August 17, 2017

Introduction to the Pug

Comical, playful, and affectionate, the Pug makes a wonderful addition to many families. They love to be with people and they are very good with children.

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Although they are a Toy dog, they are the largest of the Toy breeds and able to play with children without getting hurt.

Charming and lively, Pugs are also loyal and loving at home. They can be stubborn and are not always easy to train, but most owners don’t mind.

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History of the Pug

The Pug is one of the oldest of all dog breeds. They are thought to have originated prior to 400 BC, along with the Pekingese and the Shih Tzu, in China. They were already very popular by the time of the Han Dynasty, China’s second imperial dynasty (206 BC-220 AD). By the 16th century China began trading with the Dutch East India Company and some of the dogs were taken back to Holland. There Pugs became popular with the ruling House of Orange. William, Prince of Orange, owed his life to his little dog named Pompey when the dog warned him that the Spanish were coming to assassinate him in 1572. In Holland the dogs were called Mopshond. Another William of Orange, married to Mary of England, later became William III. When he and Mary became King and Queen of England in 1688, they arrived with Pugs in tow and the little dogs became extremely popular in Brtain.

Pugs continued to be associated with royalty throughout the 17th and 18th centuries. The painter Goya frequently painted the Spanish royal family with some of their pet Pugs. The painter William Hogarth painted a famous portrait of himself with his little Pug named Trump that hangs in the Tate Gallery in London today. Pugs were wildly popular among the upper classes throughout these years. Marie Antoinette had a little Pug that she called Mops before she married. Josephine, the future wife of Napoleon, had a Pug named Fortune, and she smuggled notes to her loved ones in his collar.

The British royal family continued to be devoted to Pugs. Queen Charlotte (1738-1820), the wife of George III, loved Pugs and kept a large number of them. Or course, all of these royal patrons dim when compared to Queen Victoria. Queen Victoria was one of the greatest dog lovers to ever rule. She was fascinated with many breeds, including the Pug and she bred Pugs. She is said to have kept some 36 Pugs and helped establish the Kennel Club in Britain in the 1870s. She also helped set the appearance of the Pug as it is today. Her favorite little Pug was named Bosco. Queen Victoria’s son, Edward VII, was also devoted to Pugs. Later, the Duke and Duchess of Windsor were also fans of the breed, keeping 11 Pugs, mostly obtained from the United States after the Duke’s abdication as king.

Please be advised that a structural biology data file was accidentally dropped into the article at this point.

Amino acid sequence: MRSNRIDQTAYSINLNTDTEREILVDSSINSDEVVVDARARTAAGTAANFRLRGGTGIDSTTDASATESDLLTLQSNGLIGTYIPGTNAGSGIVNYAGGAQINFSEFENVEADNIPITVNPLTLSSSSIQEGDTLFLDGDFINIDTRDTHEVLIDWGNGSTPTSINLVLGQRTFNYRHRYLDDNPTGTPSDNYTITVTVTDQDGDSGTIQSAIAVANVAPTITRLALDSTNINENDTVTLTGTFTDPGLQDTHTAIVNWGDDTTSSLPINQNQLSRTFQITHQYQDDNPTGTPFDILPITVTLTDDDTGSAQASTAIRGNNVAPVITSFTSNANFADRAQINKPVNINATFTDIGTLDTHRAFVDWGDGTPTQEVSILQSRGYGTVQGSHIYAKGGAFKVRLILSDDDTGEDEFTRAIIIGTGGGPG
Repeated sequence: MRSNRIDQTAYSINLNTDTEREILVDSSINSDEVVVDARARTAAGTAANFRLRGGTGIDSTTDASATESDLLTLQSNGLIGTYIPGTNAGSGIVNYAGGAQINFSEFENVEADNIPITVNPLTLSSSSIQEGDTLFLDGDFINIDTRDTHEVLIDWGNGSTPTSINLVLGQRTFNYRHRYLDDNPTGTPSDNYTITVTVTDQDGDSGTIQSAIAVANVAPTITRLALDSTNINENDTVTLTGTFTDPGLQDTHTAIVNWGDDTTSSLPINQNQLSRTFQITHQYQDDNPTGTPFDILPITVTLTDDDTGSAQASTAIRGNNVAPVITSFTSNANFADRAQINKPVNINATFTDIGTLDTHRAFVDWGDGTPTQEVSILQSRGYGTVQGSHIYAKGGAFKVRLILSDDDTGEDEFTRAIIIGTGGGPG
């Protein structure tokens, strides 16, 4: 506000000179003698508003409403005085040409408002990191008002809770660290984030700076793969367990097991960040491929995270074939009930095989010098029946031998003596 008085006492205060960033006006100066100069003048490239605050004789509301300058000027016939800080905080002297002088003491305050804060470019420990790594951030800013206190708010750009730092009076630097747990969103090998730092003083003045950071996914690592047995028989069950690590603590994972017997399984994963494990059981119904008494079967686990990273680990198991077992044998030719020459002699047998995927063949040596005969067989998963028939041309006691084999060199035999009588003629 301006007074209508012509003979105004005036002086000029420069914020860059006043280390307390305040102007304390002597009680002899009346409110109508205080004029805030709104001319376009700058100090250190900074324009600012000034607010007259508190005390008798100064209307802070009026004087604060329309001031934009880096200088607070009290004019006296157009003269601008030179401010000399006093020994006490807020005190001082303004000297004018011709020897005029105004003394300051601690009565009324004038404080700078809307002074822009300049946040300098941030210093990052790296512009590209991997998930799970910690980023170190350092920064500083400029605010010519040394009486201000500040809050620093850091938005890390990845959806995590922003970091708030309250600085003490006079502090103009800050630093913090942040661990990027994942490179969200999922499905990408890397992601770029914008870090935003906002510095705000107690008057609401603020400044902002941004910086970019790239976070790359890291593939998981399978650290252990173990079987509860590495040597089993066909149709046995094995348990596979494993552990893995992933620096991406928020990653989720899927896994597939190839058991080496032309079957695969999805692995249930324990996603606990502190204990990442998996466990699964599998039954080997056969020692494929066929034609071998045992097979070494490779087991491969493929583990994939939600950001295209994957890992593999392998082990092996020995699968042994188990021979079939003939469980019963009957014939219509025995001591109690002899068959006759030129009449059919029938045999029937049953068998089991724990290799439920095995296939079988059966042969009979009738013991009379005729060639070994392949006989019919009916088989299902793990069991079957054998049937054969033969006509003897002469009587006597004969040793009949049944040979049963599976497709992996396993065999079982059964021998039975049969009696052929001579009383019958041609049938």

There was a new infusion of Pugs into England and Europe in 1860 when British soldiers took over the Imperial Palace in China and found Pugs there. They brought some back to England, including some black Pugs. There may have been black Pugs in England and Europe before but they were not esteemed before. These Pugs were shorter than the earlier Pugs and had a shorter muzzle. They had a great influence on the breed’s appearance today. Today’s Pugs are descended from a dog named Click, who was the result of breedings from the dogs that were brought back from China at this time.

Pugs were brought to the United States following the Civil War and the breed was recognized by the American Kennel Club in 1885. The Pug Dog Club of America was founded in 1931. Today the Pug is very popular in the U.S. They are the 32nd most popular breed of dog in America, out of about 200 breeds.

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Pug Health-Related Issues

Pugs often appear comical because of their small size, large eyes, and short muzzle. The breed has also been criticized because it does have some health issues. However, like many Toy breeds, Pugs tend to have long lives. A 2004 health survey of Pugs in the UK found that their median lifespan was 11 years. Some Pugs in the survey lived to be 17 years. The most common cause of death among Pugs was reported to be old age, followed by heart problems, and then cancer.